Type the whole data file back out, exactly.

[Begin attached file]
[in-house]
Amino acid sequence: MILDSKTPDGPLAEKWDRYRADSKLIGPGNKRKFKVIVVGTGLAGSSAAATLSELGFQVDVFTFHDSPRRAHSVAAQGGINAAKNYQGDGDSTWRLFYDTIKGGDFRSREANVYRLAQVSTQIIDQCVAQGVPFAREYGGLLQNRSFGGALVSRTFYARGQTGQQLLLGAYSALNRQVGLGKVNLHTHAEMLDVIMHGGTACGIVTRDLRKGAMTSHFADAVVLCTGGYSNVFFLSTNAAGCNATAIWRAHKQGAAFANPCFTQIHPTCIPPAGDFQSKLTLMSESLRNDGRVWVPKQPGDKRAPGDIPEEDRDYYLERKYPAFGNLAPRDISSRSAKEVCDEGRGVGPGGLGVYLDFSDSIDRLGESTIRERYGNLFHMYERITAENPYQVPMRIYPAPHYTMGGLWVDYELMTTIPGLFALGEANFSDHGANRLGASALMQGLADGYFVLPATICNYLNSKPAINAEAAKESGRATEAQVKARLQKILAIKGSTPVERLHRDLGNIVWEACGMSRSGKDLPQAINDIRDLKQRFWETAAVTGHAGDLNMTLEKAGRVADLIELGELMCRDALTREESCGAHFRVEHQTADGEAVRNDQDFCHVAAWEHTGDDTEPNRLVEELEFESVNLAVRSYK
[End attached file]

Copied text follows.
[in-house]
Amino acid sequence: MILDSKTPDGPLAEKWDRYRADSKLIGPGNKRKFKVIVVGTGLAGSSAAATLSELGFQVDVFTFHDSPRRAHSVAAQGGINAAKNYQGDGDSTWRLFYDTIKGGDFRSREANVYRLAQVSTQIIDQCVAQGVPFAREYGGLLQNRSFGGALVSRTFYARGQTGQQLLLGAYSALNRQVGLGKVNLHTHAEMLDVIMHGGTACGIVTRDLRKGAMTSHFADAVVLCTGGYSNVFFLSTNAAGCNATAIWRAHKQGAAFANPCFTQIHPTCIPPAGDFQSKLTLMSESLRNDGRVWVPKQPGDKRAPGDIPEEDRDYYLERKYPAFGNLAPRDISSRSAKEVCDEGRGVGPGGLGVYLDFSDSIDRLGESTIRERYGNLFHMYERITAENPYQVPMRIYPAPHYTMGGLWVDYELMTTIPGLFALGEANFSDHGANRLGASALMQGLADGYFVLPATICNYLNSKPAINAEAAKESGRATEAQVKARLQKILAIKGSTPVERLHRDLGNIVWEACGMSRSGKDLPQAINDIRDLKQRFWETAAVTGHAGDLNMTLEKAGRVADLIELGELMCRDALTREESCGAHFRVEHQTADGEAVRNDQDFCHVAAWEHTGDDTEPNRLVEELEFESVNLAVRSYK